2020 / 2021 – Part One

2020 was of beginnings and endings.

I won’t delve into details of the first three months of 2020. We all know that. For everyone, it was pre-apocalypse. The before times. The good times.

I spent half of 2020 cooped up inside a 3 BHK with three other roommates and a cat. The other half was spent at home, with, well three other roommates: Mom, Dad, and Brother.

Like many, many other people who had to abruptly shift cities, I did too. Making art, writing, was just not possible. Every word a curse, every sentence an execution.

This fella judged all my writing.

Leaving Mumbai to go back to Delhi felt like an odd sort of goodbye. My life felt truncated, snipped like a just-blooming flower from a branch. My last days in Mumbai were hectic. My other two flatmates had left for their homes early on in the pandemic, leaving me and my other roommate to clean-up, close the rent-lease, and finish other formalities. Selling off our furniture in a raging pandemic was a task the size of a despot’s ego, but we managed. Tired, we sat down to have our last meal. I asked my roommate, “Do you plan to come back?”

“Not likely,” he responded.

I replied with silence. Grim times loomed ahead. He had been let go from his job, but fortunately, I still had mine. He planned to do freelance. I didn’t, at the moment, have any such plans. The cushion of a paying job in a pandemic is one of the best and most privileged things anyone could have.

We said our goodbyes, to each other, and the city, not knowing if we’ll come back. Mumbai was a home away from home. I seemed cruel and unfair, this farewell. Strange and alienating. This could very well be the last goodbye.

But home was warm and comforting. I still missed Mumbai, but slowly, as work-from-home became more of a betaal-like ghost which sat perennially on my shoulder, that feeling faded. I wrote new things, but most of them dark, gruesome stuff, dealing with grief, body horror, the works. But the important thing was that I felt more in control of my craft than ever before. The change was almost sudden.

My newfound voice was starkly different from what I had written before. I plunged myself deep into creating new short fiction and was pleased with what I wrote. I also found a community of like minded writers on the same career paths as me, a community I had dearly missed while I banged my head at story drafts after story drafts, rejections after rejections.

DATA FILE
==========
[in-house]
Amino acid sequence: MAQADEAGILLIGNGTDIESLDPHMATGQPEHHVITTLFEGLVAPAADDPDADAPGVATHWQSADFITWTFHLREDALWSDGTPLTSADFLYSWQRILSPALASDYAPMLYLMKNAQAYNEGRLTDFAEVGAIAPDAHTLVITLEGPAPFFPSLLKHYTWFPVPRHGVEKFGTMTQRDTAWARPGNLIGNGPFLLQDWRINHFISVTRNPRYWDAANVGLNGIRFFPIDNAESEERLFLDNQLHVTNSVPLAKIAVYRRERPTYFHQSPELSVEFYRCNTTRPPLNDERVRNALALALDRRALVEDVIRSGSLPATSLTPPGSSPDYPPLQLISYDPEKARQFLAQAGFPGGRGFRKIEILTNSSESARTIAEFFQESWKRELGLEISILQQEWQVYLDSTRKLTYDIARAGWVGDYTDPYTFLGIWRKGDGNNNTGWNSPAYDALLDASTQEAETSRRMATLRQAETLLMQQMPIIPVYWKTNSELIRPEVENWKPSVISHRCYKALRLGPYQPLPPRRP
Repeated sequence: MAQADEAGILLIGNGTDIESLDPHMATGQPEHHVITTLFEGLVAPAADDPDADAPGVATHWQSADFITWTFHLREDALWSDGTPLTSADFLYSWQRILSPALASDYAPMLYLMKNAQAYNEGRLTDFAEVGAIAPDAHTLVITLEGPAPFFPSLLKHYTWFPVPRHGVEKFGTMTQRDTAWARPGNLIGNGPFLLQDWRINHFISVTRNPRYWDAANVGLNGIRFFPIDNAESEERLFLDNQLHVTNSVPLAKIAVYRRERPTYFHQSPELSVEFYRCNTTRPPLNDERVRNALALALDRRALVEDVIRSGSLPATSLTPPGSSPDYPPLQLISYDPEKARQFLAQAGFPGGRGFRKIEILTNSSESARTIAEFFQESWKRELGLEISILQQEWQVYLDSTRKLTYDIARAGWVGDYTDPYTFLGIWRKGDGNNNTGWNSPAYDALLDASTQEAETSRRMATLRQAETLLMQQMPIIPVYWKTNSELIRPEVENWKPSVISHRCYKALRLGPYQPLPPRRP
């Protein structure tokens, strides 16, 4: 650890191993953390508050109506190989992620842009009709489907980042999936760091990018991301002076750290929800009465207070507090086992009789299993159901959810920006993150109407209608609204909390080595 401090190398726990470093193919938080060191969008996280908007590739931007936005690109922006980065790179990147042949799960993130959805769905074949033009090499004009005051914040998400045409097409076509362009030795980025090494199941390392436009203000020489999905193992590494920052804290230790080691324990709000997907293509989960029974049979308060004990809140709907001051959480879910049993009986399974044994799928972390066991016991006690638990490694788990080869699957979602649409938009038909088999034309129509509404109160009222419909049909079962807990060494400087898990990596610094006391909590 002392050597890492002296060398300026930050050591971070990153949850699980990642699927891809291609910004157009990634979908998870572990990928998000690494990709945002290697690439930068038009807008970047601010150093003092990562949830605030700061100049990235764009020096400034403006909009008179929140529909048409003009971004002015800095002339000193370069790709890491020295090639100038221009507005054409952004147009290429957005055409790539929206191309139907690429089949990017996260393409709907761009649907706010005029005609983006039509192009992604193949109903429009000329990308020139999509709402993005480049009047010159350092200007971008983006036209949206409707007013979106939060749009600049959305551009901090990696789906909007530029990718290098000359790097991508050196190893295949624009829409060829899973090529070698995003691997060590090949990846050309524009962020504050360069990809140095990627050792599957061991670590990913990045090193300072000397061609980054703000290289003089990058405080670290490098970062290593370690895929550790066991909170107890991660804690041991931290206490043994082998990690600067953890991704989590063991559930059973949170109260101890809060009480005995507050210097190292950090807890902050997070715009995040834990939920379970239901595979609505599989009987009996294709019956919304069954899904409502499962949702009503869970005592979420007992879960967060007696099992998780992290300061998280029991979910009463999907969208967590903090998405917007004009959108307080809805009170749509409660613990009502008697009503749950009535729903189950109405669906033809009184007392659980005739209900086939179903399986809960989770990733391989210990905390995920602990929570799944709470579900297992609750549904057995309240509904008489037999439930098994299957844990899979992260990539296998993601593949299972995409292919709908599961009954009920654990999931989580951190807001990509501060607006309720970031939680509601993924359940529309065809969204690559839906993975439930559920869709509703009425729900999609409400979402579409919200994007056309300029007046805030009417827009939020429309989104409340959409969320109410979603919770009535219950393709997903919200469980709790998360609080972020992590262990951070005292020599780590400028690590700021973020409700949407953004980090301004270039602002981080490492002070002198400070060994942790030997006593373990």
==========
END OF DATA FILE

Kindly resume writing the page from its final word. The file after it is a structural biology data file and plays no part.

During that time, I also did a thing which I hadn’t ever done before — narrate short fiction. Although I have it, from many sources, that I am a good narrator — screenwriting and pitching to studios in Mumbai sort of gives you that quality. But I had never done it professionally. Really, this was something else I could do, be good at, and I only found out about it in my 30s? Funny how things work out like that.

(You can listen to my narration of Sid Jain’s short story “Mist Songs of Delhi” on Podcastle.)

I wrote. I cooked. I baked. I read some excellent stuff, including Susannah Clarke’s mesmerising, often haunting, but ultimately hopeful “Piranesi”. I might write about that book soon.

The first month, my home was in shambles. It was being renovated, completely. Which meant paint. Which meant drills and dust. Which meant noise and frustration. But it passed, too.

Here’s a random Paneer Butter Masala I made.

Soon, I settled into a rhythm.

Three and a half months passed. I was happy and safe at home but I also missed Mumbai. Soon enough, it seemed, work from home would be truly a thing of the past. Offices were opening up, safely, responsibly. Moving back felt like the right thing to do. But finding a flat, in a pandemic, in Mumbai? I was kidding myself seven ways to Sunday.

“Stay here,” said Mom. “Why spend on rent when everything is WFH right now?”

She had a valid point. But someday, sometime in the future, things might just be normal again. I was holding on to that hope. And so I kept searching for a house.

My saviour came in the form of none other than my old landlord. He had an unoccupied 1BHK just waiting to be rented out. I called him up, negotiated the terms, and next thing you know, my flights were booked.

At the fag end of 2020, I was back in Mumbai. But leaving Delhi also felt cruel. My life felt like a jumble of hasty decisions, blank promises, some of which I made to myself, some of which I broke.

But Mumbai welcomed me like an old friend. Mumbai always does.

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